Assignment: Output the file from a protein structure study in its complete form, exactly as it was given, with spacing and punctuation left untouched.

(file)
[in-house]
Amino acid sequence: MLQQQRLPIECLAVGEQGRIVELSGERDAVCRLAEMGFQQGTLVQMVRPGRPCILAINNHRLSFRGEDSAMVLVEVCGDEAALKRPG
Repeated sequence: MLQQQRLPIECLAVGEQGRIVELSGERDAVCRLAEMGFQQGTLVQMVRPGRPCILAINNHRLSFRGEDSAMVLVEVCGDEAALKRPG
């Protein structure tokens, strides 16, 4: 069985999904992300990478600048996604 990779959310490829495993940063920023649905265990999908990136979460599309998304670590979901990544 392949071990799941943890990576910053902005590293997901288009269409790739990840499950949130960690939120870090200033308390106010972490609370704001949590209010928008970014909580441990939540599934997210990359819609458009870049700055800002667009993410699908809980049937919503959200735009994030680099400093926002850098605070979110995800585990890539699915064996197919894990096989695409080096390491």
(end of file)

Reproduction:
[in-house]
Amino acid sequence: MLQQQRLPIECLAVGEQGRIVELSGERDAVCRLAEMGFQQGTLVQMVRPGRPCILAINNHRLSFRGEDSAMVLVEVCGDEAALKRPG
Repeated sequence: MLQQQRLPIECLAVGEQGRIVELSGERDAVCRLAEMGFQQGTLVQMVRPGRPCILAINNHRLSFRGEDSAMVLVEVCGDEAALKRPG
């Protein structure tokens, strides 16, 4: 069985999904992300990478600048996604 990779959310490829495993940063920023649905265990999908990136979460599309998304670590979901990544 392949071990799941943890990576910053902005590293997901288009269409790739990840499950949130960690939120870090200033308390106010972490609370704001949590209010928008970014909580441990939540599934997210990359819609458009870049700055800002667009993410699908809980049937919503959200735009994030680099400093926002850098605070979110995800585990890539699915064996197919894990096989695409080096390491």